By: Isam al Khafaji Economy Watch, 2/15/12

In part two of our feature on the Iraqi economy, we look at how the downfall of Saddam Hussein’s regime, and the subsequent introduction of the US, managed to shape Iraq’s oil industry and political scenario. Finally, we ask what the Iraqi government needs to do to ensure the nation’s future, particularly with the fate of its citizens at hand.

In 2003, an overly jubilant Paul Bremmer, the US administer of Iraq, proudly declared that Iraq “was now open for business”. Thirteen years of crippling sanctions – leading to soaring unemployment, the virtual disappearance of the middle classes and an unprecedented rise in the percentage of population living under the poverty line – had left Iraq with a severely battered economy, and the fall of the Ba’thist regime was supposed to promise a brighter outlook for the Iraqi people.
But a year later, Iraq found themselves under a façade of an international governing body called the Coalition Provisional Authority (CPA), which was effectively being run by the US. The American administrators pushed hard to liberalize the economy at the beginning; but they did this without any consideration to the prerequisites for such a dramatic move – especially coming from a situation whereby the state had been imposing a tight grip on private activities.
The US authorities’ stated motives behind the liberalization strategy – to allow market mechanisms to induce efficiency, to inject Iraqi private resources, and to raise the private sector’s share in the economy – were also compromised as they used Iraqi oil revenue to fund US firms and withheld financial resources from the Iraqi authorities. According to a study published by Open Society Institute's Iraq Revenue Watch, the CPA had awarded US firms with 74 percent of nearly $1.5 billion in contracts paid for with Iraqi funds, while Iraqi firms received just 2 percent of the value.
In addition, no legal framework to enforce the rule of law was established; with no stock exchanges functioning properly, no laws enforcing transparent bidding and acquiring or buying privatized assets promulgated, and no property, investment or tax regulations to ensure the gradual transition to a market economy.
What The CPA did do was try to create a commission of integrity in order to monitor, report and bring corrupt individuals to courts. But given the dysfunctional justice system, the dominance of the militias and the government’s heavy hand due to its control of the oil revenues, this commission (as well as the justice system) was a toothless body with diluted authority.
In sum, Iraq was now moving along the path of “Yeltsin-type” liberalization or crony capitalism, which handed out the country’s assets to a few tycoons and left the vast majority striving for means of subsistence.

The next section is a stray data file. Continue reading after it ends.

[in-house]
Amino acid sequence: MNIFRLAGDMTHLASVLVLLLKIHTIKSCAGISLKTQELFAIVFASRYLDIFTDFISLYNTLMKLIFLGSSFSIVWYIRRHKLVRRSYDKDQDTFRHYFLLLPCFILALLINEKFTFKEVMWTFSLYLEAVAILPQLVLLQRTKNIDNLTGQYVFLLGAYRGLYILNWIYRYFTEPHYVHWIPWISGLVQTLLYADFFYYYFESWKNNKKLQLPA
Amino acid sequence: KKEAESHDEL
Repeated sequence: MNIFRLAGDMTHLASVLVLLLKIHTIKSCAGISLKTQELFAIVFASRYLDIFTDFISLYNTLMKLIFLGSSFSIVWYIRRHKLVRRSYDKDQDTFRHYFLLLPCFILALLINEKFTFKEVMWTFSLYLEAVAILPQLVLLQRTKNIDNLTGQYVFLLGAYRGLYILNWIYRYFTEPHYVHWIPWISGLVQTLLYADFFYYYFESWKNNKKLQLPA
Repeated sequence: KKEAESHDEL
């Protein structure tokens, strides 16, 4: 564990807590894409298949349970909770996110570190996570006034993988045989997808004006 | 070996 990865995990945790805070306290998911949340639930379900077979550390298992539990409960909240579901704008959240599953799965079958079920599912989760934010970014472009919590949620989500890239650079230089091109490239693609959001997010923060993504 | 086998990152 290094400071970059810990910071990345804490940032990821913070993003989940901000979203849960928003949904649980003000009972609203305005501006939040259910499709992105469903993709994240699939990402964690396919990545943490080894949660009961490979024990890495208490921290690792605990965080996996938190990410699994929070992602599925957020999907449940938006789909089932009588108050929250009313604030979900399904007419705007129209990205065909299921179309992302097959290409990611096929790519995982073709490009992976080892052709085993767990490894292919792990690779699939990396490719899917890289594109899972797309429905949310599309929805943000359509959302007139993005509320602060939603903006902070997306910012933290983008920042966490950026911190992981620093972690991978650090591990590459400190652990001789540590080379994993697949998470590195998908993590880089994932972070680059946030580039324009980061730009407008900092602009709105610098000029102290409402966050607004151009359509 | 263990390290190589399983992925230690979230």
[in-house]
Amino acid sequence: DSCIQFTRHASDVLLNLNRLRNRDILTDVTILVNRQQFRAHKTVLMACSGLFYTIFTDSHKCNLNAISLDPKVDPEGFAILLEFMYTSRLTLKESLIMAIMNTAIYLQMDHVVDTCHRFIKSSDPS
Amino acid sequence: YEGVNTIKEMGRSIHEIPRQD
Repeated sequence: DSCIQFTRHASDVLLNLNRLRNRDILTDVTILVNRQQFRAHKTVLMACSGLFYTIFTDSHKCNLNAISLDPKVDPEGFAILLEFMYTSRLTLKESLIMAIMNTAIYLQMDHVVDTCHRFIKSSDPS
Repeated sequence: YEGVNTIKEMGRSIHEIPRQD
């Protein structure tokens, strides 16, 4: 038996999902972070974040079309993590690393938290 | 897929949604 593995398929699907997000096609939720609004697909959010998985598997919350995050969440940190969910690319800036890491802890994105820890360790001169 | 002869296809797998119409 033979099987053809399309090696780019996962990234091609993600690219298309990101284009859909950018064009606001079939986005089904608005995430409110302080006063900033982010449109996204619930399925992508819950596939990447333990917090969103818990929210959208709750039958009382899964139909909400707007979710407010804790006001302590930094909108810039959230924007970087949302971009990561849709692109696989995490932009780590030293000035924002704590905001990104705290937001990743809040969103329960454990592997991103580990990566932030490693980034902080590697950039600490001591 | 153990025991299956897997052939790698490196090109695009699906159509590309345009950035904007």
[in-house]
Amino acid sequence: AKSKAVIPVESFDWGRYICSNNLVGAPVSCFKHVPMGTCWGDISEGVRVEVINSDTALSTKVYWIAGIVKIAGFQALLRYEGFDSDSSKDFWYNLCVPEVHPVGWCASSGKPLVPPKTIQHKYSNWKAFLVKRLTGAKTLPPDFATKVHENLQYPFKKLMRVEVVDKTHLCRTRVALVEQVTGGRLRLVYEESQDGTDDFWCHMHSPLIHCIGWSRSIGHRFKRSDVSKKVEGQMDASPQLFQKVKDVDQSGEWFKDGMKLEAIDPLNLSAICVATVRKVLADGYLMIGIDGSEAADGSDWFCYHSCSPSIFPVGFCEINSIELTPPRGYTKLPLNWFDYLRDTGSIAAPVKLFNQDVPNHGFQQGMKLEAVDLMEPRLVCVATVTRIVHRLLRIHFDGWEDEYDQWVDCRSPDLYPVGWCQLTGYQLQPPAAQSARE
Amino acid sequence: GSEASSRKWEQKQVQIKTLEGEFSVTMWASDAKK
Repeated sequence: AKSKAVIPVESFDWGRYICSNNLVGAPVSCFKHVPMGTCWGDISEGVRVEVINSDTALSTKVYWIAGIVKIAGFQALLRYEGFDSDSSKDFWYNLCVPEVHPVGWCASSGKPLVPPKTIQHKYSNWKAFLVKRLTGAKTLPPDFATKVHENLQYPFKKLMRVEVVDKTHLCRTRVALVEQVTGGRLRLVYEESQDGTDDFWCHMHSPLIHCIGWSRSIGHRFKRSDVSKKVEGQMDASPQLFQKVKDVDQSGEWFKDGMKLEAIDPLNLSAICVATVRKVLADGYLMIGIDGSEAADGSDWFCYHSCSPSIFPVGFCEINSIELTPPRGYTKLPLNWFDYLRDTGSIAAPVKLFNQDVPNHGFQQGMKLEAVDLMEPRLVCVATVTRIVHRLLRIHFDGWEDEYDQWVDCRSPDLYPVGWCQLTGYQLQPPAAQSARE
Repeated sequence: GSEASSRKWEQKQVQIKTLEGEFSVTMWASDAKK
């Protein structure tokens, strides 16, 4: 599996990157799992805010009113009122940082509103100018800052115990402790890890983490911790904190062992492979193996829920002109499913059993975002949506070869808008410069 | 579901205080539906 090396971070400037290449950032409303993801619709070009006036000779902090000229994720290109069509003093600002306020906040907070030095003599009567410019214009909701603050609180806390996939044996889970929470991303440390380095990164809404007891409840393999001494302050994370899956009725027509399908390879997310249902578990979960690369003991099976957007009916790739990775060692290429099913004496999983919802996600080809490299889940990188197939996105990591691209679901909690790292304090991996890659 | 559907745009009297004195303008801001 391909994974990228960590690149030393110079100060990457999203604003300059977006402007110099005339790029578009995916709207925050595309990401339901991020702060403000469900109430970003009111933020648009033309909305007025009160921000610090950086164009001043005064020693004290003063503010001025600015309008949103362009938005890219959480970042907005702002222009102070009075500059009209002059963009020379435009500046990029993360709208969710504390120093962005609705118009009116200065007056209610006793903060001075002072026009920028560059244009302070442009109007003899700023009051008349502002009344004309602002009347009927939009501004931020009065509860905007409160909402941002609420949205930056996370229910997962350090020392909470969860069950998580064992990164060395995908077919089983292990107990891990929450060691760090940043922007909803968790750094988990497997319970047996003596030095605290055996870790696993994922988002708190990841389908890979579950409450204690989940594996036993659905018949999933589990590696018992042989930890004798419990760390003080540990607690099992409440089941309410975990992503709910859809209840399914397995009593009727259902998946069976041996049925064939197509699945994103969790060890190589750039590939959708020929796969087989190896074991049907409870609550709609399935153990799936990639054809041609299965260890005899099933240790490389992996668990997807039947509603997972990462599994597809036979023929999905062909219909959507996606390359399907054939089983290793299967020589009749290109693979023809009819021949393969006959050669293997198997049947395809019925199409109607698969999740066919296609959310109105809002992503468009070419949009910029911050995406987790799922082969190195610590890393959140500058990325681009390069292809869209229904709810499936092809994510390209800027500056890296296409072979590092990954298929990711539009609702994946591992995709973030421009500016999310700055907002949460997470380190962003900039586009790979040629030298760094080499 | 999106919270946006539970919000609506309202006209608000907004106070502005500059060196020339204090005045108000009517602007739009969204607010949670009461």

Not Quite A Dreamland

The country, as most would expect, had been, and still was, struggling to attract investors. While most investors had optimistic views of the future, they faced formidable obstacles that made them hesitate to enter that promising market. This is hardly surprising as the World Bank ranks Iraq 164 out of 183 countries in terms of ease of doing business – down five spots from last year – while Transparency International ranked it as the seventh most corrupt country in the world in 2011 – four grades up from 2010.
Furthermore, despite the World Bank’s condition that Iraqi authorities had to bring down inflation rates and put an end to the government subsidies for basic goods in exchange for cancelling 80 percent of Iraq’s debts, implementing the two tasks was impossible. Not only did the Iraqi government had to act swiftly to raise the salaries for medium level employees, which had dwindled to no more than $2 a month, they had to try and alleviate the suffering of the vast majority of the population as well – many of whom were facing extreme levels of poverty thanks to years of tyranny, wars and sanctions. Monthly incomes for Iraqis were raised by around 500 hundred folds, and the rush by Iraqis to satisfy their long awaited needs for durable goods led to spiraling rates of inflation. In 2006, the index of inflation was 132.3 percent – rising by almost 52.5 percent in one month during the same year.
But the Iraqis still had one trump card: its oil sector. Since 2008, the Iraqi government has been issuing bids for international oil companies to invest in its oil and gas fields; with the pre-condition that these companies work more as service providers, rather than taking a share of oil production. On January 18th this year, the Iraqi oil minister also declared that the country had finished the first phase of its crude oil export capacity expansion project – a plan that would add five loading berths, each with 850,000 b/d of handling capacity, to Iraq’s southern export system; in what is the first expansion of Iraq’s export capacity for decades.
Consequently, the country’s oil export level managed to grow to 2.37 million barrels per day – a figure close to its prewar level of 2.58 million b/d – even in the face of terrorist attacks on its oil production, transport and refining facilities. By the end of 2012, Iraq would have added a further 400,000-500,000 b/d to its oil exports figure; while the country also believe that a massive increase in its oil production capacity over the next six years, to as much as 13.5 million b/d, is possible after Baghdad signed twelve technical services contracts for field development with some of the world’s largest oil companies. Accordingly, the World Bank estimates that Iraq’s oil sector could contribute up to 12 percent towards the growth of Iraq’s GDP in 2012 – a figure that is likely to contribute to a 16 percent growth rate for the entire economy.
Yet, some Iraqis remained doubtful. The political quagmire in the country, they say, could still threaten to bring the potential growth to a halt or even set it back.